Death nodded and sat down on the bench with his back against the wall. The work was coming to an end. Having straightened the blade as much as possible, the blacksmith, taking the sharpener in his hand, looked at his guest.
“You don’t mind me saying, but I just can’t believe that I’m holding in my hands an object which so many lives were ruined with! No weapon in the world can match it. This is truly incredible.”
Death, sitting on a bench in a relaxed pose and looking at the interior of the workshop, got all tense. The dark oval of the hood turned slowly towards the blacksmith.
“What did you say?” he said quietly.
“I said I couldn’t believe that I was holding a weapon that…”
“Weapon? You said weapon?”
“Maybe I didn’t put it that way, just…”
John did not have time to finish. Death, jumping up with a lightning movement from its place, in a moment was right in front of the blacksmith. The edges of the hood quivered slightly.
“How many people you think I have killed?” he hissed through his teeth.
“I… I don’t know,” John mumbled, dropping his eyes to the floor.
“Tell me!” Death grabbed his chin and lifted his head up, “how many?!”
“I… I don’t know…”
“How many?!” he shouted right in the blacksmith’s face.
“How do I know how many there were?” The blacksmith squeaked in a miserable voice, trying to look away.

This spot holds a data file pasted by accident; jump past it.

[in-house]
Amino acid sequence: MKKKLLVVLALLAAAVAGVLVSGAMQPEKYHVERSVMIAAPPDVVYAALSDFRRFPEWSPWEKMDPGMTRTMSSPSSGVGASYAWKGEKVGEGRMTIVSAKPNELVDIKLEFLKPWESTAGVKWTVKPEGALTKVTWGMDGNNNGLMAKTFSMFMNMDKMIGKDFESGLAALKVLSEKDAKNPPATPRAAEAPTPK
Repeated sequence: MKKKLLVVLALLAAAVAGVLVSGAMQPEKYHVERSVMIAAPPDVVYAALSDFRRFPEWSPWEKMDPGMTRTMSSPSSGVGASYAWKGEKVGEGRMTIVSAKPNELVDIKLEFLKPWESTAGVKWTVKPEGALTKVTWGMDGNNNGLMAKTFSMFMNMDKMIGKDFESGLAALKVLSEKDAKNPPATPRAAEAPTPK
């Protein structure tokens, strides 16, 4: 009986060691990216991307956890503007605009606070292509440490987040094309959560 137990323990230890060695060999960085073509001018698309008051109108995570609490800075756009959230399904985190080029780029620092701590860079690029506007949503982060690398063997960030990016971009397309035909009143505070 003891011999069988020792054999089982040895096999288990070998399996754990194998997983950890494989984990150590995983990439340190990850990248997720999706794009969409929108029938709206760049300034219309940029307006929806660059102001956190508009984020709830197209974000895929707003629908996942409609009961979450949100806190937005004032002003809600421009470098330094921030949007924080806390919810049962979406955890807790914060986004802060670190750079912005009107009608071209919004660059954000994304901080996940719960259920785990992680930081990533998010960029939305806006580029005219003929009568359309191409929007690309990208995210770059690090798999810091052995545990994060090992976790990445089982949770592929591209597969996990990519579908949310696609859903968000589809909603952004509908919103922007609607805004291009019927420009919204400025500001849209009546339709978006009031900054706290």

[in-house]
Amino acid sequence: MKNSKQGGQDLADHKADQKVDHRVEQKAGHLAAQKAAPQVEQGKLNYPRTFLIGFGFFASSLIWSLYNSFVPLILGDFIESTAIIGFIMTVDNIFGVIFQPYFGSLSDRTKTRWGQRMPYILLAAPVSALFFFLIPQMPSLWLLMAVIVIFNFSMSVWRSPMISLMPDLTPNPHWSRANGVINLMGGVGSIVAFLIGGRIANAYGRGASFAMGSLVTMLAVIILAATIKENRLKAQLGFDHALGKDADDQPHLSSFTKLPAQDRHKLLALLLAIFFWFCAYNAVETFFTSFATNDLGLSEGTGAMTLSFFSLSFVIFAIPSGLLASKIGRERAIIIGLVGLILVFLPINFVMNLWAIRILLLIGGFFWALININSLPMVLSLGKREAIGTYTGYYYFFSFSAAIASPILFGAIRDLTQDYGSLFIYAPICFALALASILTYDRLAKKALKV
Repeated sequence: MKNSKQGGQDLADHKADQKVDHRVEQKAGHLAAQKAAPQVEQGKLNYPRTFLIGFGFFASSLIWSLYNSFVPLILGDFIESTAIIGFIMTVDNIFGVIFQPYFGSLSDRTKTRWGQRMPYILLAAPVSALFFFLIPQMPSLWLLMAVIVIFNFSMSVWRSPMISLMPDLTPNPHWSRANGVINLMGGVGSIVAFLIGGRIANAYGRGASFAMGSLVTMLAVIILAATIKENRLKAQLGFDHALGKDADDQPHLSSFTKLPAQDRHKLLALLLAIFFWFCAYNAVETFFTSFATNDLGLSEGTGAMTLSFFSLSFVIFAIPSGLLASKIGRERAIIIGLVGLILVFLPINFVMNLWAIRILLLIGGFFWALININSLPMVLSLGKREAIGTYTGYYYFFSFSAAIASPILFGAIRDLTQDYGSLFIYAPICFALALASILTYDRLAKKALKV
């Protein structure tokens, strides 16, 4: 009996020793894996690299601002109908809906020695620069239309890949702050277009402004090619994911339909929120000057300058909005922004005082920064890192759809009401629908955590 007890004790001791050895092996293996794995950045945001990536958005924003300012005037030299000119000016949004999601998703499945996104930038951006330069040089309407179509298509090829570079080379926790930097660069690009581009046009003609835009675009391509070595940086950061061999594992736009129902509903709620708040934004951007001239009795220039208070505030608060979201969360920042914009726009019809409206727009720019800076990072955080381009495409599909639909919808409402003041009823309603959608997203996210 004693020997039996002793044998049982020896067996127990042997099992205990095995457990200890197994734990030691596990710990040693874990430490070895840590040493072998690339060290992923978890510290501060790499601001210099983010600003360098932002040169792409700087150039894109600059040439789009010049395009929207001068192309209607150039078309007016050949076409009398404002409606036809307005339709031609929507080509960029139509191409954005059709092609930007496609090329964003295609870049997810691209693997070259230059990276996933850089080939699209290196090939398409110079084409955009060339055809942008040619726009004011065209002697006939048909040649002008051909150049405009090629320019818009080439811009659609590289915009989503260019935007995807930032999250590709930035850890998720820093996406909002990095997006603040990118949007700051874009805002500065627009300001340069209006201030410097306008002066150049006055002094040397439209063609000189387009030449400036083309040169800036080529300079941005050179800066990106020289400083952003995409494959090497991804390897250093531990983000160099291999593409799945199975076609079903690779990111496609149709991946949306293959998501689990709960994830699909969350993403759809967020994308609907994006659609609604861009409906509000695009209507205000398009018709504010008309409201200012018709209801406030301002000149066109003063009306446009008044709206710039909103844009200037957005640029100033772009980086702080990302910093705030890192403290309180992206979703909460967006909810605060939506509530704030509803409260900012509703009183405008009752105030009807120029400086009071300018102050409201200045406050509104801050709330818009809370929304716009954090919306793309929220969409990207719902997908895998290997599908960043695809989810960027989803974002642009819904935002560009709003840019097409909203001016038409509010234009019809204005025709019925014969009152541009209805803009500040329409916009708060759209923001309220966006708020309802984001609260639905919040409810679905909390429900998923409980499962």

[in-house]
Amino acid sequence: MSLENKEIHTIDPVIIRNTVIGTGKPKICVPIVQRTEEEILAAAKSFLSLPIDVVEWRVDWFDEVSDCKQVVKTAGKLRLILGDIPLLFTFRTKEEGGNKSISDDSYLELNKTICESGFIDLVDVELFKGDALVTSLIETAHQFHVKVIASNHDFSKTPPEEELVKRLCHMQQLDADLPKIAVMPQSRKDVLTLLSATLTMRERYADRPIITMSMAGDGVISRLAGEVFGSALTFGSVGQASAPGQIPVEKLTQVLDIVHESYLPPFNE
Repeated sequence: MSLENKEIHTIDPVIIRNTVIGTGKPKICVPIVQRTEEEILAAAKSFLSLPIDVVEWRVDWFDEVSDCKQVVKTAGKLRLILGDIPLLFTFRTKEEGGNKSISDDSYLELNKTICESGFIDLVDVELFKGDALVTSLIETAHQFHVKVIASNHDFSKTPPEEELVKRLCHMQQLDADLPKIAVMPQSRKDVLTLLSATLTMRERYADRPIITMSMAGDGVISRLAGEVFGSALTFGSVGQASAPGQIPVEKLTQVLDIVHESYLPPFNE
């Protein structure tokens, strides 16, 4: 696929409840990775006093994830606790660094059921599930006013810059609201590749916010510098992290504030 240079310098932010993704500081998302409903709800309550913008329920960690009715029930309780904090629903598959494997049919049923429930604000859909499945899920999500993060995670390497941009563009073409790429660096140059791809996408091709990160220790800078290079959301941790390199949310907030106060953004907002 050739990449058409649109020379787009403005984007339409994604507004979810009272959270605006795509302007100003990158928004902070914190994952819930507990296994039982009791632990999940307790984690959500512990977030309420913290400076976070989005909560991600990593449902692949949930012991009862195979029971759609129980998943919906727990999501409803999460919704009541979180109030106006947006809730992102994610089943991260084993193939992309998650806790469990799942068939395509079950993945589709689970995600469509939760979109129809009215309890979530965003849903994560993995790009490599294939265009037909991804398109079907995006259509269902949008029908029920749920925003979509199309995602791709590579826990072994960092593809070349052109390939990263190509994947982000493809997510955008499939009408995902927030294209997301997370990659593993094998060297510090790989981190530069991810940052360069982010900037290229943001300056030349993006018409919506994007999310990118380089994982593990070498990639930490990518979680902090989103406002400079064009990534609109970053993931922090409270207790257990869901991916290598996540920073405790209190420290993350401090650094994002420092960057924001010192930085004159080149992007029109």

Death dropped the chin and fell silent for a few seconds. Then, hunched over, he returned to the bench and sat down with a heavy sigh.
“So, you don’t know how many there were?” he said quietly and, without waiting for an answer, continued, “What if I tell you that I’ve never, do you hear? Never killed a single person. What do you say to that?”
“But… But what about…”
“I have never killed people. What do I need this for if you are doing an excellent job with this mission yourself? You yourself are killing each other. You! You can kill for notes, for your anger and hatred, you can even kill just for fun. And when this is not enough for you, you start wars and kill each other in hundreds and thousands. You just love it. You are addicted to someone’s blood. And you know what’s the nastiest thing about all that? You can’t admit it to yourself! It’s easier for you to blame me for everything,” he paused for a while. “You know what I was like before? I was a handsome man. I met the souls of people warmly and accompanied them to the place where they were destined to be. I smiled at them and helped them forget about what happened to them. It was a long time ago… Look what happened to me!”